New Delhi: The six diagnostic tests that WHO has decided as essential for the world align well with India’s own efforts to draft a national Essential Diagnostics List (EDL), according to scientists involved in the process.
The World Health Organisation, on Tuesday, listed tests for HIV, tuberculosis, malaria, Hepatitis B and C, human papilloma virus (HPV, known to cause cervical cancer), and syphilis as essential, calling these the priority diseases.
To diagnose these disease effectively, the list also contain 55 supporting tests, as different organs - such as liver or kidney -- need to be tested to monitor any of these six diseases.
For India, the list will prove a crucial stepping stone for its own national EDL, the process to draft which is ongoing. Most importantly, the WHO EDL has tests for primary healthcare, where India crucially needs to strengthen, pointed out Dr Kamini Walia of the Indian Council of Medical Research (ICMR), who has been involved in the national and the WHO EDL process.
India’s disease burden for tuberculosis, HIV and malaria are already known problems. To check these effectively, diagnostics tests for primary care are essential, Walia said. Dr Vinod Paul, of the NITI Aayog, had argued for India at the WHO consultations.
The EDL specifies for each category of tests the health care facility level for most appropriate use, and these take into account primary care with no or minimal laboratories.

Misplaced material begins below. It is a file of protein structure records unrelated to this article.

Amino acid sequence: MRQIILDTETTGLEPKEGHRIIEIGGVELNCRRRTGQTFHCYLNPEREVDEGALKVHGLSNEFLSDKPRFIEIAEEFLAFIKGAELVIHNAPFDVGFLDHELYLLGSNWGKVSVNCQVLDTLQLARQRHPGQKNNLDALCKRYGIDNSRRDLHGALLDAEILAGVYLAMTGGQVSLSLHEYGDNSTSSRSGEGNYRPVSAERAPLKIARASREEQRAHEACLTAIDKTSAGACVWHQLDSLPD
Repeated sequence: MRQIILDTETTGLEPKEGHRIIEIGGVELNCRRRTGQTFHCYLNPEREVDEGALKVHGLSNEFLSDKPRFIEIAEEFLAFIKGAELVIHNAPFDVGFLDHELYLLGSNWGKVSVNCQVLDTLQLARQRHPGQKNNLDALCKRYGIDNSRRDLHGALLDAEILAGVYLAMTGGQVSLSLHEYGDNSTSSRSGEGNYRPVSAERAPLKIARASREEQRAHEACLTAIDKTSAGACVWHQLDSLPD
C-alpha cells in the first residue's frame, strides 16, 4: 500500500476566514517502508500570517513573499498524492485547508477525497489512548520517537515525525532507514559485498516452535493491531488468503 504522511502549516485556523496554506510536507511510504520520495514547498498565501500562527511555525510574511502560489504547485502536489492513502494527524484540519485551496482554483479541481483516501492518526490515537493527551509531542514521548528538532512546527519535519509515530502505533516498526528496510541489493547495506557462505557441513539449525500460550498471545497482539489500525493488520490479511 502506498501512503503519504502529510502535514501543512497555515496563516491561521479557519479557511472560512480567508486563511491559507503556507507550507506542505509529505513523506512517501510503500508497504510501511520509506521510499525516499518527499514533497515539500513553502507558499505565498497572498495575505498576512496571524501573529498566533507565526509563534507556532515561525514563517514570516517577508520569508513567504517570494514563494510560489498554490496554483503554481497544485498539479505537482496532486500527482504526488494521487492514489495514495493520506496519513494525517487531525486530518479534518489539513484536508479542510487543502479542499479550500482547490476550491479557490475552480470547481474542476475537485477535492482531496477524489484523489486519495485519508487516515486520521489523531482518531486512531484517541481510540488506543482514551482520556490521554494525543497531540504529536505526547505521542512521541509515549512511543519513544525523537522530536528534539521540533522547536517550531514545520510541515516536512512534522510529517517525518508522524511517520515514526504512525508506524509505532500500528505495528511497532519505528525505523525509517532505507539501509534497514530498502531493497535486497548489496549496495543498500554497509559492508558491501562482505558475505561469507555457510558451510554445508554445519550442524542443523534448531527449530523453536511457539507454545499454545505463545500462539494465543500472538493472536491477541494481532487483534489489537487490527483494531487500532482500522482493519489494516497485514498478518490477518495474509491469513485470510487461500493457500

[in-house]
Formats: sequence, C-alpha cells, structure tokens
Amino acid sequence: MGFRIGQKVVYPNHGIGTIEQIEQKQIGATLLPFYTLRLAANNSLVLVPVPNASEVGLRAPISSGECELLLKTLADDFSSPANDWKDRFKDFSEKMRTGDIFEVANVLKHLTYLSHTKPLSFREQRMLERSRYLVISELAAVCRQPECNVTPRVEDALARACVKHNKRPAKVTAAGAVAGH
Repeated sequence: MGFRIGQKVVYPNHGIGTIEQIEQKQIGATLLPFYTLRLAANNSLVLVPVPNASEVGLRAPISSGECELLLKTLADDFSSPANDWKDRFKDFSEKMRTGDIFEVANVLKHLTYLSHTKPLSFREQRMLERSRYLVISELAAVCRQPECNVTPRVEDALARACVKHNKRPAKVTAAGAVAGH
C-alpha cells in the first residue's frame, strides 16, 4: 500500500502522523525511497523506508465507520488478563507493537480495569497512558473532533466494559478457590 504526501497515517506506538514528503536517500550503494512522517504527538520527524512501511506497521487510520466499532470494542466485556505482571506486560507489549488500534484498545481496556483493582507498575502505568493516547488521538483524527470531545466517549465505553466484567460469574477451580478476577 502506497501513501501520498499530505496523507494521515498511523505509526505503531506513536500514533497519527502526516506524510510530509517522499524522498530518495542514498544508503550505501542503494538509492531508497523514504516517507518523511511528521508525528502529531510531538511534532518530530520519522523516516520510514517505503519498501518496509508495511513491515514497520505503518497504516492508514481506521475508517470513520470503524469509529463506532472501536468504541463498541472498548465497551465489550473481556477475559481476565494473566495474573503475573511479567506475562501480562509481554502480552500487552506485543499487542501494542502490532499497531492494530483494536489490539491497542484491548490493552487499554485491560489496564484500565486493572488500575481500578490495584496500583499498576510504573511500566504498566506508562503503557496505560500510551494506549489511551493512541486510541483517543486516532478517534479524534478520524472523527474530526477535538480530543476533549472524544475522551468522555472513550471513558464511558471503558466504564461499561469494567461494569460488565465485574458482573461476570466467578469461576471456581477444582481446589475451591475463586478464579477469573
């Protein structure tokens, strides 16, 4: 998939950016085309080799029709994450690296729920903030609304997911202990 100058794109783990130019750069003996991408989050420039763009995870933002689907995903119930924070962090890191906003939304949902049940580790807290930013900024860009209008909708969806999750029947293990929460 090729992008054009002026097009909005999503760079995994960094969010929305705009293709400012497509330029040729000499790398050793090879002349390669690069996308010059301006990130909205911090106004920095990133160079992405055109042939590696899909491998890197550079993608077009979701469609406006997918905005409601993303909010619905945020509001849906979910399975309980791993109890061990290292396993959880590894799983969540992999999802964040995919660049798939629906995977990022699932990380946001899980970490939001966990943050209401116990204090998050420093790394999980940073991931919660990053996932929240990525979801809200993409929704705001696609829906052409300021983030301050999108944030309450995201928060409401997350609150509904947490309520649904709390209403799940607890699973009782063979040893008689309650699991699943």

The WHO report on the EDL says, “The selection of the diagnostics tests for the EDL took into account the following priorities: IVDs (in vitro diagnostics) for primary care settings, providing an essential diagnostics package that can form the basis for screening and case management of patients at entry-level healthcare facilities.”
The WHO has also picked diseases that it has prequalified diagnostic tests for, which are available to all countries.
For now, the list does not contain procedures such as X-Rays, as those require heavy infrastructure and manpower at any level, which India doesn’t have to spare. As India’s own rural health statistics show, it may be able to build healthcare centres at the primary level, but it, most often, can neither staff these nor equip them adequately.
India had its own all-encompassing stakeholders consultation in March, with representatives from the government, the pharmaceutical industry, public health practitioners. They debated not only what diseases are crucial to test here, but also how to keep in the needs of different regions, rising antimicrobial resistance (AMR), the spread of non communicable diseases (NCDs), said Walia. As the process goes over India’s many disease burdens, it may have to add diseases for which there are no WHO prequalified tests.
Given the vast differences in the needs of people from different areas, Walia said that India may also need different lists at different levels of care - primary, secondary and tertiary.
Such a list, modeled on the essential medicines list, will make certain tests necessary in each government facility and have them under price control in all healthcare facilities.
The next consultation is slated for August this year.